The quality of our friendships, beyond the casual checking in on Facebook, is where we build our village.

Our friendship villages are made of people who we may casually interact with as we pass through our day, others are people we journey with, share with and depend on. We crave intimacy. We need warm, dependable, secure relationships to help navigate life.

Our best friends are often the old friends- friends who know your history and know you. You don’t have to explain-they just know.  

Old friends accept us as we are and put up with our quirks and idiosyncrasies. However, we all change and grow and the people who have known you the longest may find it hard to absorb this change and reconcile the old you with the new you.

New friends may bring a fresh perspective. When you’re in a rut, they may see something that you haven’t seen before.

Friendships, like any relationship, take work, but are worth the effort. Building quality into our friendships means that we will have companions on our journey.

Whether new or old friends, the important thing is that life is a journey best shared with friends.

Be slow to fall into friendship; but when thou art in, continue firm & constant.  Socrates

Elaine Fraser, author of ‘the Beautiful books’, is from Perth, Western Australia.  For many years she taught English and Drama in secondary schools.
Although Elaine is best known for her non-fiction work: Beautiful: beauty tips for the soul and Too Beautiful: more beauty tips for the soul, she has branched out into fiction.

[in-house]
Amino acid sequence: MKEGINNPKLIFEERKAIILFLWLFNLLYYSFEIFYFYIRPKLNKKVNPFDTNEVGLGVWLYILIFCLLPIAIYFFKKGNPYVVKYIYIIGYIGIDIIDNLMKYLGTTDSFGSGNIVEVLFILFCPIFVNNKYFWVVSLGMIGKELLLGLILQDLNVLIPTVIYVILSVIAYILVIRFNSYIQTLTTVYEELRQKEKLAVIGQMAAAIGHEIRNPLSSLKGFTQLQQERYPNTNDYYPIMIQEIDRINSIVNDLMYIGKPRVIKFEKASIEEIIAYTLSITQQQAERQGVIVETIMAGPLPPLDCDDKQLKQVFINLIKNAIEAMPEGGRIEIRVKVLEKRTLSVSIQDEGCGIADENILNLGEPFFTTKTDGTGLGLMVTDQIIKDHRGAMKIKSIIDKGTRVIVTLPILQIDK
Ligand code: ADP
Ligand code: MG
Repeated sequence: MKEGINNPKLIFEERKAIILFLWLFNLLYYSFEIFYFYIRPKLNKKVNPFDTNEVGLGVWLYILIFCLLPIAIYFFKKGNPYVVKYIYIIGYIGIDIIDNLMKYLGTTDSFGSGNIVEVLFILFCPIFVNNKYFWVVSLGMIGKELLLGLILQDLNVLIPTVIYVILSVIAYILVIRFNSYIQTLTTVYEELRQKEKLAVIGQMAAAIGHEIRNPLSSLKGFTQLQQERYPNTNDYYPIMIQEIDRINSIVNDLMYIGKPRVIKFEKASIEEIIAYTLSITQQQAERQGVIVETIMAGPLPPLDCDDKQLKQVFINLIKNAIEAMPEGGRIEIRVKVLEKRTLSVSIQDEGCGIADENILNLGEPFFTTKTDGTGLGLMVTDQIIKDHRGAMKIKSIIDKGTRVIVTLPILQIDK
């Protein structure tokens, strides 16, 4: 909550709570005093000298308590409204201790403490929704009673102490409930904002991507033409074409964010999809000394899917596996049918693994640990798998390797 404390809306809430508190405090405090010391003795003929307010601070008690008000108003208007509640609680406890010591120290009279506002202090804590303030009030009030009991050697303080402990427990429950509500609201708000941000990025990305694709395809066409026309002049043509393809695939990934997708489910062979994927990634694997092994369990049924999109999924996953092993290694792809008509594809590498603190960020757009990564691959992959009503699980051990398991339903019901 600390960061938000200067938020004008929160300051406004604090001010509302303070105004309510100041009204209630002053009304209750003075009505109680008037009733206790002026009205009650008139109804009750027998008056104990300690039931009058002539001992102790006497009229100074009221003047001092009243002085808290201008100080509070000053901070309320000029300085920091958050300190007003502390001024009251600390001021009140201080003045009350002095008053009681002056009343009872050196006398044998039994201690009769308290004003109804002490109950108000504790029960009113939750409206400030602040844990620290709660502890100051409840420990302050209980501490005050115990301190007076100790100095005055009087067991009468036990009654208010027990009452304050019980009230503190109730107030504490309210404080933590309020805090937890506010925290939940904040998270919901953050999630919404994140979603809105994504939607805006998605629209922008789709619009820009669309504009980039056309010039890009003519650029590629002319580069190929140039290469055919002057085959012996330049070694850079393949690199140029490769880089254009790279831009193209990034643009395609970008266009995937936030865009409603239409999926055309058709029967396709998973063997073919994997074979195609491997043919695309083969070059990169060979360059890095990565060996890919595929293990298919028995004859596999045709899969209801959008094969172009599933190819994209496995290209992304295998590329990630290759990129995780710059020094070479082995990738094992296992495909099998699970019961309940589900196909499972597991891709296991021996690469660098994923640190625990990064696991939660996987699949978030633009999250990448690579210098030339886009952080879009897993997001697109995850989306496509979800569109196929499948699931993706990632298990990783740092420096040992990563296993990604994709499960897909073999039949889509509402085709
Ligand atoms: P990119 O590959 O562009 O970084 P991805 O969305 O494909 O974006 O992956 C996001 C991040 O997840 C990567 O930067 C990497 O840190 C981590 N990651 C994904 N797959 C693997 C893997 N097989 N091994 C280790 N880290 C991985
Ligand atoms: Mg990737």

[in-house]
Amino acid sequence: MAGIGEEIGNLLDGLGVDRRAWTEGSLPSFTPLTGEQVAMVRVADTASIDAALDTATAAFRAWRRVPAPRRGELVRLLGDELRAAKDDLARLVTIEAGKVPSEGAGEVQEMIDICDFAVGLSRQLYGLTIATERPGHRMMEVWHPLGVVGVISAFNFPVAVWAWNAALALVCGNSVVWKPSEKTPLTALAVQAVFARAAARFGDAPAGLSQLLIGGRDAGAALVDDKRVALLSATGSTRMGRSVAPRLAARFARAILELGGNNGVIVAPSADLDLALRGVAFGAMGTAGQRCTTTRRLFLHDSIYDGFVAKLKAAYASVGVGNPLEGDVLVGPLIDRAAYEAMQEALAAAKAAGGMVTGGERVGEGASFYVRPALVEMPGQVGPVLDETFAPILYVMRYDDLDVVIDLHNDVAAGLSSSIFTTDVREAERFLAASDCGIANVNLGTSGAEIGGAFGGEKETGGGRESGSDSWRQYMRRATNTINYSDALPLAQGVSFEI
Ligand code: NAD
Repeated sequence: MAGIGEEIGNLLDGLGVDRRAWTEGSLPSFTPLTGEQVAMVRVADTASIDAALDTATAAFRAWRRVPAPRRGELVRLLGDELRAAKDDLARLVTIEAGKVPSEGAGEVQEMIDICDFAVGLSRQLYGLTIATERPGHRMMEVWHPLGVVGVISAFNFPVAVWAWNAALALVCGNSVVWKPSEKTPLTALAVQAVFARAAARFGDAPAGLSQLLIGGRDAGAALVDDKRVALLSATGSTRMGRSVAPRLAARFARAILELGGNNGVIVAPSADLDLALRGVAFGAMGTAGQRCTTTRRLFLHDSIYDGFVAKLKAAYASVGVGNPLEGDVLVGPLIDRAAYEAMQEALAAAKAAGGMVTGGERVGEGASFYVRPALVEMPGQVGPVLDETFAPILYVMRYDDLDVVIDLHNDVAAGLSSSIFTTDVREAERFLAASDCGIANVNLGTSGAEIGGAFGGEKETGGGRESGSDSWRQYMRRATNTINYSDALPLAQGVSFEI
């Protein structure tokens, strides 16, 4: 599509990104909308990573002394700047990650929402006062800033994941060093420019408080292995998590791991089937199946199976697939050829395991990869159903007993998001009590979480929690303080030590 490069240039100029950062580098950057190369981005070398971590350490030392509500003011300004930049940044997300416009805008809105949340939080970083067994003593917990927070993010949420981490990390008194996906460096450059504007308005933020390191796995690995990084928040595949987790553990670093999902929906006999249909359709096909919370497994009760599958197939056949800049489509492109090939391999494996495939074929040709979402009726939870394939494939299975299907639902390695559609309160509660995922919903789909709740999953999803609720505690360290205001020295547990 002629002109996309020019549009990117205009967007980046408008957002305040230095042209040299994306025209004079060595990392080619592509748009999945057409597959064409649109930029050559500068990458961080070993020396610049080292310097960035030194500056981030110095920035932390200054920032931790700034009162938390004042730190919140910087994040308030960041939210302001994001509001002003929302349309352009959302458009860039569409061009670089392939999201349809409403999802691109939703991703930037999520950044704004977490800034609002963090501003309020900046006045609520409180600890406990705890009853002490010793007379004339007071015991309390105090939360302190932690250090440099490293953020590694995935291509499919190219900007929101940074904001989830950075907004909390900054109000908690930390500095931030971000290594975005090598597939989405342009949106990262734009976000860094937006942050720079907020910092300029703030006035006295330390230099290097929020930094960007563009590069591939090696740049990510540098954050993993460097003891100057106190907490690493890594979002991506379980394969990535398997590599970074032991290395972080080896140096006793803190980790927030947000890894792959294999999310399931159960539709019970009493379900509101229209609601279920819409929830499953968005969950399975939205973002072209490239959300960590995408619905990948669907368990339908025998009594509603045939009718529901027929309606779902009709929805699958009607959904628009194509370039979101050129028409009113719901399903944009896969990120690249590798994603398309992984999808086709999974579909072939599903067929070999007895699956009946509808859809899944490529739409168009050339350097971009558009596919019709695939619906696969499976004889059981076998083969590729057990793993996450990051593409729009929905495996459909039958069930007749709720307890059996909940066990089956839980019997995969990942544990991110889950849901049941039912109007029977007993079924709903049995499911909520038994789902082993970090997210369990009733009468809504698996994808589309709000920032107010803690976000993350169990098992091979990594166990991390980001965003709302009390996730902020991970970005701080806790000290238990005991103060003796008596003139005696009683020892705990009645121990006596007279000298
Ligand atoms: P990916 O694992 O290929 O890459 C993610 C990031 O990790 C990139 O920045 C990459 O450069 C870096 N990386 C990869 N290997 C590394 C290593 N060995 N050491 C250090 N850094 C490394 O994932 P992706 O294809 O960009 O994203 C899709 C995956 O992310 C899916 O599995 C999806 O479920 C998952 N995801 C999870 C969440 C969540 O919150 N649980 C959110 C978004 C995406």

Perfect Mercy , Book #1 in the Beautiful Lives series was released in 2012.

Book #2 Love, Justice will be released in 2014, and Book #3 Amazing Grace is in the works.

‘I try to write books that are honest, concerned with real lives and real issues with a spiritual edge. My books are contemporary, don’t always have the perfect ending, but always have hope. For example, Mercy Hamilton, the central character in Perfect Mercy, finds out that life isn’t always perfect.’
Then, she looked up to heaven and thanked God from the bottom of her heart for where she was at that moment. She didn’t know what tomorrow would bring, but at this minute, in this place, she was thankful.

Travel is an important part of Elaine’s life and she spends up to three months of the year away from home.
‘People say I have the dream life. I get to do what I love – write, study, travel, mentor writers and enjoy living in one of the best cities in the world with my wonderful husband, young adult children and golden retriever, Bear,’ Elaine says.
‘I agree with Marc Anthony when he said, If you do what you love, you'll never work a day in your life.’

Thank you Elaine, so many great thoughts and insights in your Friendship Village post. 
Those who are reading, I'd love to hear your thoughts and comments... 


Tuesday, April 8, 2014

Friendship discoveries from Imogen's Chance

This is the first of several posts coming about friendhsip. Please make Paula Vince welcome...

There is a strong friendship base at the heart of ‘Imogen’s Chance.’ On the surface, other themes may seem more dominant, such as healing and secrets. But when I began to think about it, friendship is the life blood in this story. And like the real heart in the body, it isn’t visibly evident but upholds everything else in the lives of my two main characters.

Even though she has been away from the Dorazio family for several years, Imogen has always remembered and cared about her old friends. Finally, she decides to return to Australia, to try to sort out a mess she’d made years ago.

Asher finds himself in the sort of fix nobody ever wants to face, with a frightening medical diagnosis. He discovers that this is the sort of situation in which real friends become obvious. There are two particular girls in his life. One proves herself to be a pure jewel. She stands by him and does her utmost to help, no matter what. The other finds it difficult to cope with her strong reaction to his news. She drifts away, not quite as committed. The interesting thing for Asher is that neither girl behaves how he might have expected her to.